NOTE: Always check with your veterinarian first before giving your dog any new foods, especially “people foods.” What might be OK for one dog might not be good for your dog, depending on multiple factors, such as their age, health history, health conditions, and diet. Dogs on prescription diets should not be fed any food or treats outside the diet.
There’s nothing like the sweet, spiced, and slightly bitter scent of gingerbread in the oven to kick off a day of holiday baking. And because it’s so tasty, it’s understandable that pet parents might want to share the gingerbread joy with their pups. But can dogs eat gingerbread safely?
When it comes to your standard gingerbread recipes—namely, ones that contain nutmeg—the answer is no, gingerbread is not OK for dogs. But there are plenty of dog-friendly gingerbread options to choose from instead.
Let’s dive into the reasons why dogs should not eat gingerbread and highlight some safer alternatives that they can safely enjoy.
Is Gingerbread Bad for Dogs?
While gingerbread is made with ginger, a spice known for its health benefits, there are other ingredients in this sweet treat that aren’t suitable for canine consumption. Traditional gingerbread recipes are made with harmful ingredients that can make dogs sick, including sugar, butter, and nutmeg.
The sugar found in gingerbread and its accompanying icing or candy decorations is not good for dogs, either. But it’s especially problematic for dogs who have too much sugar, too often, as this can lead to weight gain and even diabetes in dogs over time.
Can Dogs Eat Gingerbread Cookies?
Gingerbread cookies are essentially the same as gingerbread, but in a different form. They too are typically made with the same harmful ingredients mentioned above, making them equally hazardous to your dog’s health. Even in small amounts, these cookies can cause vomiting and diarrhea.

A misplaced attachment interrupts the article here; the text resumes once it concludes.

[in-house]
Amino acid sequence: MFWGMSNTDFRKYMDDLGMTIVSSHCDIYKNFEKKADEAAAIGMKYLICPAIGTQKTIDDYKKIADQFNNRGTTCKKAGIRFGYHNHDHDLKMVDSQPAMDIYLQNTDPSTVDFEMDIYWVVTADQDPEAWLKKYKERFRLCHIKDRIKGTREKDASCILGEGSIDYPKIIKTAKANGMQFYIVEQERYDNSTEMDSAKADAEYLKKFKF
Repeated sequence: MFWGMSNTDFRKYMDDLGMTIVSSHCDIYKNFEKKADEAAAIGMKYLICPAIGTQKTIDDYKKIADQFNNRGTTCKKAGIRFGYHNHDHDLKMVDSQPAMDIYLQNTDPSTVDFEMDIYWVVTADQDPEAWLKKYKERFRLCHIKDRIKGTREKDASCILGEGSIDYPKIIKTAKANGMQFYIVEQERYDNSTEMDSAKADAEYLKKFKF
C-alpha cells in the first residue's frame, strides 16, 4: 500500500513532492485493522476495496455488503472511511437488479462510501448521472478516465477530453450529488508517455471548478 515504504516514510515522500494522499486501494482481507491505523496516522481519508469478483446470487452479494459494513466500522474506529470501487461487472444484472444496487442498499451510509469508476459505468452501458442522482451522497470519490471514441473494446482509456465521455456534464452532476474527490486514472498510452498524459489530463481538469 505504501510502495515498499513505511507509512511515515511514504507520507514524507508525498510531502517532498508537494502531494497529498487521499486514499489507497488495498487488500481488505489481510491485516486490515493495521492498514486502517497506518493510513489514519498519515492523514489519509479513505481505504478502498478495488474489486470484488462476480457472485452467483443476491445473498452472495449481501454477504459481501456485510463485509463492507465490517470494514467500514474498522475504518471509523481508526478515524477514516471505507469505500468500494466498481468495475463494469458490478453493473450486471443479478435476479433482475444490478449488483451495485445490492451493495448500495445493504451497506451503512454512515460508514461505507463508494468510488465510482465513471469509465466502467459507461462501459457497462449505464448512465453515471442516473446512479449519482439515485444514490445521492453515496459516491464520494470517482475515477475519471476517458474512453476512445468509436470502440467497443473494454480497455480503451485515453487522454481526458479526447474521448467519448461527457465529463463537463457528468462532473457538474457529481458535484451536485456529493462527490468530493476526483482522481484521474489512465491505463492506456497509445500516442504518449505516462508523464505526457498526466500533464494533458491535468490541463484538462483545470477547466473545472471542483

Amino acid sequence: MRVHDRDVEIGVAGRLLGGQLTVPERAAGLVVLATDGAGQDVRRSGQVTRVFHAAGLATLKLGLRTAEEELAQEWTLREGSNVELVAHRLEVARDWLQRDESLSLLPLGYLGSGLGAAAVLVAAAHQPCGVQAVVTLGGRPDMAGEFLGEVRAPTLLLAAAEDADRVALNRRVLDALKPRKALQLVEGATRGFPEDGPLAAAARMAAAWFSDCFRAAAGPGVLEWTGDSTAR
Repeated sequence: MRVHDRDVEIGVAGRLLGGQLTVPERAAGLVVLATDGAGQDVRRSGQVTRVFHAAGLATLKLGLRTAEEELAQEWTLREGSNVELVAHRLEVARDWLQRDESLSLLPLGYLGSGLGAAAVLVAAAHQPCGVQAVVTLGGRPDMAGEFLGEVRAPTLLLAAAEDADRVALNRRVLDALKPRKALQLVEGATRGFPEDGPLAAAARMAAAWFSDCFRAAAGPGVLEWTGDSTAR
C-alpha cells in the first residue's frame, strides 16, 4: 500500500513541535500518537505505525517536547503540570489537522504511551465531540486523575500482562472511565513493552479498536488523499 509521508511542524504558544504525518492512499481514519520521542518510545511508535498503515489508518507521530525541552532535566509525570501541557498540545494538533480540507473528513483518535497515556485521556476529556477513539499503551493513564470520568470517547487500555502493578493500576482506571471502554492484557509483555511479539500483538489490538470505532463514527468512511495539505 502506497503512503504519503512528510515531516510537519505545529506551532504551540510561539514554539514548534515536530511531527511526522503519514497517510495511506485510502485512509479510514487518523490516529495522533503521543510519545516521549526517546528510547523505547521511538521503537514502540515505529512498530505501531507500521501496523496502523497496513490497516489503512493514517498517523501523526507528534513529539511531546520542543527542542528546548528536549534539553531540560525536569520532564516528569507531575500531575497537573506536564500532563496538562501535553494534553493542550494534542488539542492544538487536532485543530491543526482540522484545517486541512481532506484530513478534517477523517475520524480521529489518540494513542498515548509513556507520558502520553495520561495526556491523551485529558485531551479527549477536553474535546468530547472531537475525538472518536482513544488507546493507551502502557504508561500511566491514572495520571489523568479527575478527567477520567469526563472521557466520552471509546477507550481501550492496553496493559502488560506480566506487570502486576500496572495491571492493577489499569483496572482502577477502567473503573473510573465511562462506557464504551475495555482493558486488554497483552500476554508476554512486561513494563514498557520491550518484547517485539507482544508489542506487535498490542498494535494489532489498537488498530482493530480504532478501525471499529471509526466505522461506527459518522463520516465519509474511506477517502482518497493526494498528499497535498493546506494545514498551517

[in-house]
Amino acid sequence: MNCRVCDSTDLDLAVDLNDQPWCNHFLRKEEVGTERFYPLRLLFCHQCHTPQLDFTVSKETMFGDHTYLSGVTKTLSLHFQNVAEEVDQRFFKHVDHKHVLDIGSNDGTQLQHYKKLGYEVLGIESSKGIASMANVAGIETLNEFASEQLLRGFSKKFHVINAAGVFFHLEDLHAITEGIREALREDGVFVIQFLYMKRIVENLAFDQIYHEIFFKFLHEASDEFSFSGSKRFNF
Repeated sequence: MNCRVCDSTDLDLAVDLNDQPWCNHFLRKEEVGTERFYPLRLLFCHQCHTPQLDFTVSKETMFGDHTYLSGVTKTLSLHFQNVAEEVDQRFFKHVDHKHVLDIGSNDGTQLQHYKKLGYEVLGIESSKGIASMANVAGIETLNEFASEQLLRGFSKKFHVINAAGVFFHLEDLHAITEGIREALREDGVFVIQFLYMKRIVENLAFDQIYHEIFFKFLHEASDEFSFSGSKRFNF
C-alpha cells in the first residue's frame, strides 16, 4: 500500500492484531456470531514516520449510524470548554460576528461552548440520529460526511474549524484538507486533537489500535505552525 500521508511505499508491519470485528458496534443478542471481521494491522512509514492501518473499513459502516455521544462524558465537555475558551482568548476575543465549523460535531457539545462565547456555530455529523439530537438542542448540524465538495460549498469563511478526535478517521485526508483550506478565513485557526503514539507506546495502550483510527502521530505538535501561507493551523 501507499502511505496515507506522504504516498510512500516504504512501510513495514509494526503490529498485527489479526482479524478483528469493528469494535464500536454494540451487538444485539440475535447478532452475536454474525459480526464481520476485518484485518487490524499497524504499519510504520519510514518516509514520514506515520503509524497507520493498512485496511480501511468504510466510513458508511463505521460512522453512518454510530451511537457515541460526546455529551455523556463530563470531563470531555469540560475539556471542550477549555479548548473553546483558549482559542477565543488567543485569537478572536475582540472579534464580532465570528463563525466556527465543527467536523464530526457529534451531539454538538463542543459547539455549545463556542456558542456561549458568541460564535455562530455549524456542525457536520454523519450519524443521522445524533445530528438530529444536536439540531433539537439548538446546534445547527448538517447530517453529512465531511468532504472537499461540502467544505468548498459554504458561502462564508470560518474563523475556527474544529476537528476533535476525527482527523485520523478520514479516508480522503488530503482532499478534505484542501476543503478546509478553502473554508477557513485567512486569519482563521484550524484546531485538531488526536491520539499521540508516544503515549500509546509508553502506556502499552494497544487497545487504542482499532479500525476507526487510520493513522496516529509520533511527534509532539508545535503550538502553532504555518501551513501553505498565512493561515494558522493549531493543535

What To Do if Your Dog Ate Gingerbread
No matter how careful you are, accidents can happen—especially during the excitement of the holiday season when dogs are more likely to get into things they shouldn’t. But the risk of harm does depend on the amount of gingerbread that’s eaten. For instance, a large dog (like a Great Dane) who eats one small gingerbread cookie may be just fine, while a much smaller dog (like a Chihuahua) who eats the same amount could get sick.
If your dog has eaten gingerbread, keep an eye on them and watch for any of the following symptoms:
Changes in behavior
Call the vet if your dog starts showing any of these signs after eating gingerbread or gingerbread cookies. They’ll be able to advise on whether it’s a medical emergency that requires immediate attention.
However, if your dog has consumed a very large amount of gingerbread or appears disoriented, begins hallucinating, or has an increased heart rate or blood pressure, call the Pet Poison Helpline at 855-764-7661 and head to the nearest veterinary emergency clinic right away. These are signs of myristicin toxicity, which can happen if your dog ingests a significant amount of nutmeg, which is found in many gingerbreads.
What To Feed Your Dog Instead of Gingerbread
While gingerbread is a no-go for dogs, there are plenty of other store-bought and homemade sweet snacks they can enjoy safely.
Homemade Holiday Dog Treats
There are a ton of DIY dog holiday recipes inspired by classic cookies, but without the harmful ingredients. The next time you’re in the mood for a homemade holiday cookie or sweet treat and want to share with your canine companion, try one of these:
Store-Bought Holiday Dog Treats
No time to make your own? There are plenty of dog-friendly gingerbread (or gingerbread-esque!) cookies that are safe to share with your pooch.
Just remember that as with any new food or treat (even the healthy kinds!) moderation is key. Talk to your vet about any concerns you have about your dog’s diet or whether they can eat certain foods safely. A vet will be able to offer personalized recommendations based on your pup’s health, age, weight, and history.
Featured Image: iStock/Pekic
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